According to Munich Re, the environment for the start of negotiations on reinsurance treaty renewals at Jan. 1, 2015 is still dominated by strong competition and extremely low interest rates for investments. Years where losses were relatively low are magnifying pressure on prices.
Jeworrek said, “We provide cover for loss events that do not occur every year, but we need to earn adequate premiums over all those years. In our business, if your thinking is short-term, you pay a high price later.” Munich Re underlined that it intends to stick with its rigorous underwriting policy.
Fitch Ratings’ fundamental outlook for the reinsurance sector is negative due to the softening market. In addition, the onslaught of alternative capital leads it to expect that prices will continue to fall, and that terms and conditions will weaken into 2015 across a wider range of business lines.
Fitch added that price adequacy is expected to decline in 2015, although rates of return are expected to remain above reinsurers’ cost of capital. Earnings pressure is forecast to increase across the sector as softening pricing in property business will migrate to other lines, such as casualty, as reinsurers look to redeploy capital in more profitable areas.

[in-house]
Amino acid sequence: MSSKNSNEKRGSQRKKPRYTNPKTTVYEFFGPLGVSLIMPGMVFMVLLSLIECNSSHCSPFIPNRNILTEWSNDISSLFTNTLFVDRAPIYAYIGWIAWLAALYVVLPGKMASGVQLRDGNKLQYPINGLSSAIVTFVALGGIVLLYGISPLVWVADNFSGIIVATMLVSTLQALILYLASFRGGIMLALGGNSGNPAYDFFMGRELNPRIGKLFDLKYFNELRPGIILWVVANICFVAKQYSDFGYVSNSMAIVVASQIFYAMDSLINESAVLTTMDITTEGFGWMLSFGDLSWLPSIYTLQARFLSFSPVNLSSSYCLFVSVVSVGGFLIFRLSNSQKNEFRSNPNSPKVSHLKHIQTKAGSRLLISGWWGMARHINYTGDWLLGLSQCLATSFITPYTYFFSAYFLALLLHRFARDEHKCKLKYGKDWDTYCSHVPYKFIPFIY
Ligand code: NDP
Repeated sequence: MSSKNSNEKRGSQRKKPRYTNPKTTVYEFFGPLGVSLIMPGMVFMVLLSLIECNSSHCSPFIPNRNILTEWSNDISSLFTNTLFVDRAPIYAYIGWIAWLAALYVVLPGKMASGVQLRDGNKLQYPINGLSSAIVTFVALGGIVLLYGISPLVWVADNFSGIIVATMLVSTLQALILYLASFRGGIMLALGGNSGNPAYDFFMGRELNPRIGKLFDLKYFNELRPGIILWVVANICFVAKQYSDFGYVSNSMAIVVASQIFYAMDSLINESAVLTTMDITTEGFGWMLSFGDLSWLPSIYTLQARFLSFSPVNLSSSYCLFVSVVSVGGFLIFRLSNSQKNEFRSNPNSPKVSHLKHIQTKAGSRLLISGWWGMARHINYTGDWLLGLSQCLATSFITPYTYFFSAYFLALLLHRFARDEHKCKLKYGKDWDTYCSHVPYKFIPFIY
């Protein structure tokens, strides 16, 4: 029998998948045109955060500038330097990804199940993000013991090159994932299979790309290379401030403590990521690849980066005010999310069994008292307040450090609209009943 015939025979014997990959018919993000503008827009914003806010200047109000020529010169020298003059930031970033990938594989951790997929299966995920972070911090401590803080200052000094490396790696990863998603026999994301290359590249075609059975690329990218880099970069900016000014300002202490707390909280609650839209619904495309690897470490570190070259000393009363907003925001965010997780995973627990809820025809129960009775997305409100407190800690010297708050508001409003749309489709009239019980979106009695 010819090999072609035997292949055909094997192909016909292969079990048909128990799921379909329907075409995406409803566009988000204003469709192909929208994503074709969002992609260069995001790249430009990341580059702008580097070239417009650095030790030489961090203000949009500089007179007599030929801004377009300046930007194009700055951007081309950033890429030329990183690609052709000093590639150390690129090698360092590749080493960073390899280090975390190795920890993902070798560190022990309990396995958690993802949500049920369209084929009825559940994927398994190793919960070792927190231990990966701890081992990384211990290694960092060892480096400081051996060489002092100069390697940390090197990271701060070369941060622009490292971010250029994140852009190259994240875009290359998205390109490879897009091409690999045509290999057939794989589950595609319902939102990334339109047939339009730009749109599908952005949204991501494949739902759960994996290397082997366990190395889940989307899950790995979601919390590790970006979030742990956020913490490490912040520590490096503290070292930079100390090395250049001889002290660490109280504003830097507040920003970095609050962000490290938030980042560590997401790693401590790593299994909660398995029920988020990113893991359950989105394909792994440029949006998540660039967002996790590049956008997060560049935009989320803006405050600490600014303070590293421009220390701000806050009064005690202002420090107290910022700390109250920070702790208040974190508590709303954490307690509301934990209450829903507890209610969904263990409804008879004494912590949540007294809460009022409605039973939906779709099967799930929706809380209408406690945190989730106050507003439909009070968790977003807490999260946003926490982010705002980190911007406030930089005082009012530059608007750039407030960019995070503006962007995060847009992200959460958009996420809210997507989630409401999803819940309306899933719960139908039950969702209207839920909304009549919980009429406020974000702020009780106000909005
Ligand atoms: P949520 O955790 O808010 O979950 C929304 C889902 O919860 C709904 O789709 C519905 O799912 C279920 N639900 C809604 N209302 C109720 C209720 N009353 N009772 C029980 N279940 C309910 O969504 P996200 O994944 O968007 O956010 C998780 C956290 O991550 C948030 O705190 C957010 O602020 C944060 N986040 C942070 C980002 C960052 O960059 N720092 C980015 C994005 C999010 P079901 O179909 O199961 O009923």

“Persistence of low investment yields increases the risk of adverse investor behavior as both reinsurers and investors seek higher returns,” the ratings agency said in a statement. “The inflow of alternative capital has included select use of hedge fund-based investment strategies, which not only impact balance sheet quality, but are designed to provide a pricing advantage for the reinsurer that can aggravate softening markets.
“Alternative reinsurance and changes in reinsurance purchasing are expected to have long-term implications. The growth of alternative capital is viewed as a credit negative for traditional reinsurers’ ratings, as a significant portion of capital-market funds is expected to remain permanent. Thus, Fitch views the current soft market as not just a normal cycle.”
“Some reinsurers are at or near the bottom and if the market softens any more, they and the ILS (insurance-linked securities) investors may well start to walk away.” — James Vickers, chairman, Willis Re International
Fellow rating agency Standard & Poor’s believes that reinsurers have a continuing role to play in the global economy, but they must find a way to prove their worth to new clients and reinvent their business models to remain relevant in a climate of rapidly changing market dynamics.